Two weekends ago I went for my second blood donation after waiting the required 56 days between each appointment and had a very bad experience after donating, which was entirely my own fault. I had scheduled an early morning appointment thinking that it would help get me in and out quickly, which it did, and everything would have been fine had I not missed my alarm. Sleeping in meant that I skipped breakfast and while the actual donation went off without a hitch, I felt like a bag of garbage afterwards. For the entire day I felt groggy and completely depleted but couldn’t force myself to eat much, opting to try and sleep it off instead, which wasn’t all that helpful. I’m not a doctor so don’t take my medical advice (seriously, don’t) but I suspect my lethargy was caused by low iron levels, which has been a problem I’ve had for years that shows up intermittently. Fortunately for me, we had scheduled a BBQ dinner with my mom that evening and D treated us to a few steaks and the next day, I felt much more like myself. While the steak I had post-donation provided a quick boost of iron and protein, it wouldn’t have been necessary had I been more conscious of my body’s needs and prepared accordingly.
For the most part, both D and I feel great subsisting on a largely plant based diet but every so often we do indulge. I was vegetarian for a number of years and even now, meat is only an occasional treat in our household, with fruits and vegetables accounting for 70-75% of our regular diet. Although we both eat (a limited amount of) meat, frustratingly one of the things we hear most often is that we should eat more of it because we need the iron and protein. The thing is, there are several plant-based options that offer both iron and protein in abundance and I would encourage everyone to incorporate them into their diets or at least explore the possibility of doing so.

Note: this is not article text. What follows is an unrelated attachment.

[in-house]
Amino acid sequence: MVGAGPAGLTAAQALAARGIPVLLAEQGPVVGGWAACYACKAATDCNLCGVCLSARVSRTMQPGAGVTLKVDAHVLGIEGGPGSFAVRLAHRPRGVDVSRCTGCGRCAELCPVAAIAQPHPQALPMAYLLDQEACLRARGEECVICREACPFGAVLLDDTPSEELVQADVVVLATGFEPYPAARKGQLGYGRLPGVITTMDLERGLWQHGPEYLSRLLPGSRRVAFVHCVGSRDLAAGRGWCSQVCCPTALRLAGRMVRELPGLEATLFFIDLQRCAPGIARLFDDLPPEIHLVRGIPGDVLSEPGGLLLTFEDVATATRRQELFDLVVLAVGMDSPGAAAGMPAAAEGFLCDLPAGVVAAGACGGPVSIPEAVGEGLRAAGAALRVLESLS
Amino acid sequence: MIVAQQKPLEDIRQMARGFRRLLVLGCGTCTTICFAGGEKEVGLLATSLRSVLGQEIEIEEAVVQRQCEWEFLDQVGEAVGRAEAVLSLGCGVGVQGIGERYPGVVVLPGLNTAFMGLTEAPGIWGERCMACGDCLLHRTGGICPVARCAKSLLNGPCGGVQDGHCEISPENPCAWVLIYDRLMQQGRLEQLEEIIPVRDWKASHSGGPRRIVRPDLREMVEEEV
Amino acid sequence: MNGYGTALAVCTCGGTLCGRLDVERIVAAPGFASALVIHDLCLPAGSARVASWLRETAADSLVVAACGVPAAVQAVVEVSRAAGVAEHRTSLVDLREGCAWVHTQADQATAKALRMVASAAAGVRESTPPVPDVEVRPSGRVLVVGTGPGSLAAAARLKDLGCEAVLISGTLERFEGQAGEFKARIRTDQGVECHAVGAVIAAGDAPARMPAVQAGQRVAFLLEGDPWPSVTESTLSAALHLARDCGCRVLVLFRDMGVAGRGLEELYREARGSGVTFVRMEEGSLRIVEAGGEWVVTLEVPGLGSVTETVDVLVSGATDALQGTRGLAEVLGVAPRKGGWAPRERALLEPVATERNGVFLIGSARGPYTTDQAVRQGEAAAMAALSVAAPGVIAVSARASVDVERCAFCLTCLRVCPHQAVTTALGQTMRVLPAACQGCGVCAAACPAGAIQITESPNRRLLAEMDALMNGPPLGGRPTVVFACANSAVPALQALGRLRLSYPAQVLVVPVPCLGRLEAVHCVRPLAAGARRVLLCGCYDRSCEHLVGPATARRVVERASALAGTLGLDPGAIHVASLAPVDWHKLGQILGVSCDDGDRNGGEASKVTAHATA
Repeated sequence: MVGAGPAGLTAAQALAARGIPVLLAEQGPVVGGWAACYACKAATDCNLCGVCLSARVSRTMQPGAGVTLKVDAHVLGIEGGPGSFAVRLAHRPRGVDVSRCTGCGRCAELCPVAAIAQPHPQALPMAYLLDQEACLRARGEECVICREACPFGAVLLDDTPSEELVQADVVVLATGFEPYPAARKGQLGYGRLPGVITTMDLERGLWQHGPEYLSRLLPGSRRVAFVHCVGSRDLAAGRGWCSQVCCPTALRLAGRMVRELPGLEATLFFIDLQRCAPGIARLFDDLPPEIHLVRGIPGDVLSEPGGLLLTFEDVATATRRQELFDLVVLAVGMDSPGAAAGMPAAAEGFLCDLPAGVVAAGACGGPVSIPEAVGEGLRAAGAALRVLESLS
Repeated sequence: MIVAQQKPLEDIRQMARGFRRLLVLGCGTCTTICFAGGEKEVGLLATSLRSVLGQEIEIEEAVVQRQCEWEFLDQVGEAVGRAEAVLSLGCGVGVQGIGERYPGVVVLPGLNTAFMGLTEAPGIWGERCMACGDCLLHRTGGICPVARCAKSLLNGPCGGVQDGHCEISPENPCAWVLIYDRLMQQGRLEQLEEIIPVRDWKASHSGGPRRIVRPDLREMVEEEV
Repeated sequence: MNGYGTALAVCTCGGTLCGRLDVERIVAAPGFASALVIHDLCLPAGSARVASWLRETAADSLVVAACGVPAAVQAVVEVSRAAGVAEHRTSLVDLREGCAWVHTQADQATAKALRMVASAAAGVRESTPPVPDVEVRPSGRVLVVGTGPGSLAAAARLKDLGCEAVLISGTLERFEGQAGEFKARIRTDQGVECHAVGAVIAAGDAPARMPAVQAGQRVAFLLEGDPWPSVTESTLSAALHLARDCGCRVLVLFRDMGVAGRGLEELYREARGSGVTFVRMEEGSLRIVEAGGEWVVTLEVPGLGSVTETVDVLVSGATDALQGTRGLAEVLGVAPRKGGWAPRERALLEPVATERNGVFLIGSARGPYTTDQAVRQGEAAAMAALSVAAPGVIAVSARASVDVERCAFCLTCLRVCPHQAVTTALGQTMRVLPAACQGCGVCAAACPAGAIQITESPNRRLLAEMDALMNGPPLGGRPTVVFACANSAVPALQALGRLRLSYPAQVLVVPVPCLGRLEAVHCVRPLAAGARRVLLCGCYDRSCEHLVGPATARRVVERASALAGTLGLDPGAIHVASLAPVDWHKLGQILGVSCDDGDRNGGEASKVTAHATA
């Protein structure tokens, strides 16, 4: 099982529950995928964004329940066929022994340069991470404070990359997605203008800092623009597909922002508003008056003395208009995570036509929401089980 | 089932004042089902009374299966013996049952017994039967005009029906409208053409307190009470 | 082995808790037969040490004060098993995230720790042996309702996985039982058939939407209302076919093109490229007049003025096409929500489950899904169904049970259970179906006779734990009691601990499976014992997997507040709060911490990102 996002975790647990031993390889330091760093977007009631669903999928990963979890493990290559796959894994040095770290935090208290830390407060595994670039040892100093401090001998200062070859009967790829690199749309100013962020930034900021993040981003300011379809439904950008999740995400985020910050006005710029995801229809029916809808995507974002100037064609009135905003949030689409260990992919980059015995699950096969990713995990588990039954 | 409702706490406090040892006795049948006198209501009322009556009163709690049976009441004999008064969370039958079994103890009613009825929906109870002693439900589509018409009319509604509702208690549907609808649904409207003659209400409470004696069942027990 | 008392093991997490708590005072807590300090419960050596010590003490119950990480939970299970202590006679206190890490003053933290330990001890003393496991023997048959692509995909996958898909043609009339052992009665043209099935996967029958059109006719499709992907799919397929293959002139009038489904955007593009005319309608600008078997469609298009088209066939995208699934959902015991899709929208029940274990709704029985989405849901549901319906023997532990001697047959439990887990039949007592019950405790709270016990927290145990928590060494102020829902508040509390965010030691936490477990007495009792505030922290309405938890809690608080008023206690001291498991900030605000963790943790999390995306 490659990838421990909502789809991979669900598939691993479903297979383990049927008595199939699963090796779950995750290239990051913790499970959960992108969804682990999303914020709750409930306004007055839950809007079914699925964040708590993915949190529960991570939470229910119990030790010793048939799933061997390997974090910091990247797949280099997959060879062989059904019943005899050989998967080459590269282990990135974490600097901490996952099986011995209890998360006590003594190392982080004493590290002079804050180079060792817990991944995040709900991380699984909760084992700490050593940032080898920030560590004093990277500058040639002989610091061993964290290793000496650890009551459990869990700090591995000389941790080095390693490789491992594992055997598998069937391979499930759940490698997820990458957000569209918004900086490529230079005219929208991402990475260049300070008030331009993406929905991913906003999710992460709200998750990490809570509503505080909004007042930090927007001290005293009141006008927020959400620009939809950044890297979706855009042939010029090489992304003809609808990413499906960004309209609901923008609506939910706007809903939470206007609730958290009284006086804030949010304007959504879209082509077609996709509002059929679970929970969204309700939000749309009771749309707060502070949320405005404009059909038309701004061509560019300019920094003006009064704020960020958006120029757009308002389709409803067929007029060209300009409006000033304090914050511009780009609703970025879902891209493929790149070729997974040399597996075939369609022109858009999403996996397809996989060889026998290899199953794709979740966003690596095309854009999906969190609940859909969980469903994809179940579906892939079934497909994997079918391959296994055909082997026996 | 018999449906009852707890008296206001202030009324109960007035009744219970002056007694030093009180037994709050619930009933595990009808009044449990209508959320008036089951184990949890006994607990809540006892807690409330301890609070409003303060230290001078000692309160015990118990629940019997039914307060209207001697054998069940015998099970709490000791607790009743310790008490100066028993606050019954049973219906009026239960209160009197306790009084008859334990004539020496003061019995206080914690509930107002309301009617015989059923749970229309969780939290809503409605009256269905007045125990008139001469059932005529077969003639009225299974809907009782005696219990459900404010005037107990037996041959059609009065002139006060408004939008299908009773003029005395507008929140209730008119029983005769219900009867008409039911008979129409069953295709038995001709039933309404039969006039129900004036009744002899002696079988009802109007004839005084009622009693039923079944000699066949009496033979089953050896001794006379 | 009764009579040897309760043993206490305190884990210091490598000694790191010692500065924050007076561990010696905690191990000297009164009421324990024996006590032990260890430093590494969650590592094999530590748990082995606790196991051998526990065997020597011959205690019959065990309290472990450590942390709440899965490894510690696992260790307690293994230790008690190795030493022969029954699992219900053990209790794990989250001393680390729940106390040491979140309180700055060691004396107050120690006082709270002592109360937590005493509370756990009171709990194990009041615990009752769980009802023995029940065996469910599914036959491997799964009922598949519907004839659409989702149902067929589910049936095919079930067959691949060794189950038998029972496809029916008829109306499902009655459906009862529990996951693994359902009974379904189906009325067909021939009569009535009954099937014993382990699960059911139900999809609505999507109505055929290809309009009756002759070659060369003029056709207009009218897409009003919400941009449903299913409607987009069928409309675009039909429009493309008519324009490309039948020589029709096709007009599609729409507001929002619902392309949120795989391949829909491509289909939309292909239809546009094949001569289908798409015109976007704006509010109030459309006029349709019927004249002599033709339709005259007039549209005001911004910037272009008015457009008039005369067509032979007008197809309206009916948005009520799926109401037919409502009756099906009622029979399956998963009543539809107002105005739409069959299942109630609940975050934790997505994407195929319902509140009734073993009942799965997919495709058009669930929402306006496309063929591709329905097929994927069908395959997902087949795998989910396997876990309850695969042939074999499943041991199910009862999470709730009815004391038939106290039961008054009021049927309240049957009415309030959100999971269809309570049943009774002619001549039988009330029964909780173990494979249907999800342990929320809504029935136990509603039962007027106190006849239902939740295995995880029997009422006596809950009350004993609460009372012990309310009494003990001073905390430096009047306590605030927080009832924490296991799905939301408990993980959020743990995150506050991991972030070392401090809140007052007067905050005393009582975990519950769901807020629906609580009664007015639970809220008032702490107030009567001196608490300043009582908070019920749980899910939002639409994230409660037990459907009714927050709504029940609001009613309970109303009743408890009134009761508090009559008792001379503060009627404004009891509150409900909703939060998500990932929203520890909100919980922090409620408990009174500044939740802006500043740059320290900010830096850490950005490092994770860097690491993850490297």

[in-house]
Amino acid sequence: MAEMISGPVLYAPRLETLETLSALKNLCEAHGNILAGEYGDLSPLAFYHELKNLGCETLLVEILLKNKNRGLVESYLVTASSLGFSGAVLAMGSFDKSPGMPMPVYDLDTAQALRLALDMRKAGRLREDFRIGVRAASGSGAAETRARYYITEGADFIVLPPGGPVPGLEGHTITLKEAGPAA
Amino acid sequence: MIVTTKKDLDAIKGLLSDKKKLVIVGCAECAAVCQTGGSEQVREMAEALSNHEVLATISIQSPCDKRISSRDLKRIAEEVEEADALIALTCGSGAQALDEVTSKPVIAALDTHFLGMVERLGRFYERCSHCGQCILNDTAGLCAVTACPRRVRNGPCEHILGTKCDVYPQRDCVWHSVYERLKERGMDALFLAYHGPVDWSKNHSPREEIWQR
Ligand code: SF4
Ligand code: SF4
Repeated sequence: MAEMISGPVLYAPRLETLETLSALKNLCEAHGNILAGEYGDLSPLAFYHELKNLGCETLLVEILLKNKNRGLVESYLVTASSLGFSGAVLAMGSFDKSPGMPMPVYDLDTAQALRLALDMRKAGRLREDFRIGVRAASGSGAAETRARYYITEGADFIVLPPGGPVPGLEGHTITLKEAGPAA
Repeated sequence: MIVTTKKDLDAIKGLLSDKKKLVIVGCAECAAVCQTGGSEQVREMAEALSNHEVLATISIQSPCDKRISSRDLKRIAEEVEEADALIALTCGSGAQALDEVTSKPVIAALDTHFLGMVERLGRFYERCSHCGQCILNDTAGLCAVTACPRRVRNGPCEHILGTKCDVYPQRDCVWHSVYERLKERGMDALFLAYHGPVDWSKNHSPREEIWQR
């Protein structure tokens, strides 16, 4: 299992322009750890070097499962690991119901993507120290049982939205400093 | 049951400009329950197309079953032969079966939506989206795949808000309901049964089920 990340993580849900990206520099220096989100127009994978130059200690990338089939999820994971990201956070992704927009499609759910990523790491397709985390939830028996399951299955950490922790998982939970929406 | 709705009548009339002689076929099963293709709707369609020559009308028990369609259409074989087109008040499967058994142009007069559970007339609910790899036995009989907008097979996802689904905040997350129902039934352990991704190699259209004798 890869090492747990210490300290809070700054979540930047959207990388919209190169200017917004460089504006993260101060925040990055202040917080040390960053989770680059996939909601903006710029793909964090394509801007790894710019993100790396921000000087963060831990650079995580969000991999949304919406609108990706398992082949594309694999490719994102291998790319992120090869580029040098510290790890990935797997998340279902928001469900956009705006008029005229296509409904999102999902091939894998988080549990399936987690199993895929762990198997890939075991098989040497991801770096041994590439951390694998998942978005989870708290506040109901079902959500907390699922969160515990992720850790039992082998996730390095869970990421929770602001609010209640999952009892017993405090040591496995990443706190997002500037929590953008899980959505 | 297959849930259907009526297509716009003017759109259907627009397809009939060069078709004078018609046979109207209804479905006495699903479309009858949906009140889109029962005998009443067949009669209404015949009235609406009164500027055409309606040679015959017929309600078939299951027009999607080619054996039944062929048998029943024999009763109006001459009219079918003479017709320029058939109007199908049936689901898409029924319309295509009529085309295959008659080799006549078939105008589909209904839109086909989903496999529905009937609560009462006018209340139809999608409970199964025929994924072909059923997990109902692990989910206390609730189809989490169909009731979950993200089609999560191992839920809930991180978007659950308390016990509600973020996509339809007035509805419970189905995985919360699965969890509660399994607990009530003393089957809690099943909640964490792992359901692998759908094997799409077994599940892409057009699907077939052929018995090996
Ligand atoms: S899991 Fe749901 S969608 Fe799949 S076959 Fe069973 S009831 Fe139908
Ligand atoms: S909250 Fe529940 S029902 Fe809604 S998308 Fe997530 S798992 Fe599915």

Vegetarianism and veganism are interesting subjects, which illicit strong arguments from both sides of the spectrum, and it seems that most people have an opinion one way or the other. I’m not here to tell you what you should or should not eat, particularly when it comes to the incorporation/elimination of meat and animal products. However, if you’re thinking about making a change, I wanted to share some resources to help make the transition. Before you make any drastic changes, it’s important to do some research and see what works for you – we’re all different and we can’t all assume to share the same results. Even if you’re not ready to go all the way, including more fruits and vegetables into your diet is an important part of good health – plus there are a plethora of environmental and ethical benefits as well. There are movements such as Meat-Free Mondays which asks participants to go meat-free one day a week in an effort to reduce their carbon foot print as well as improve their health. As always, I think that life is full of nuance, so different things work for different people but if we try to work towards a more plant-based diet I think we all win in the long run – and who knows, you might be surprised by what you find.
“Good Greens” by Jane Kramer via The New Yorker
….and then this, which is completely inappropriate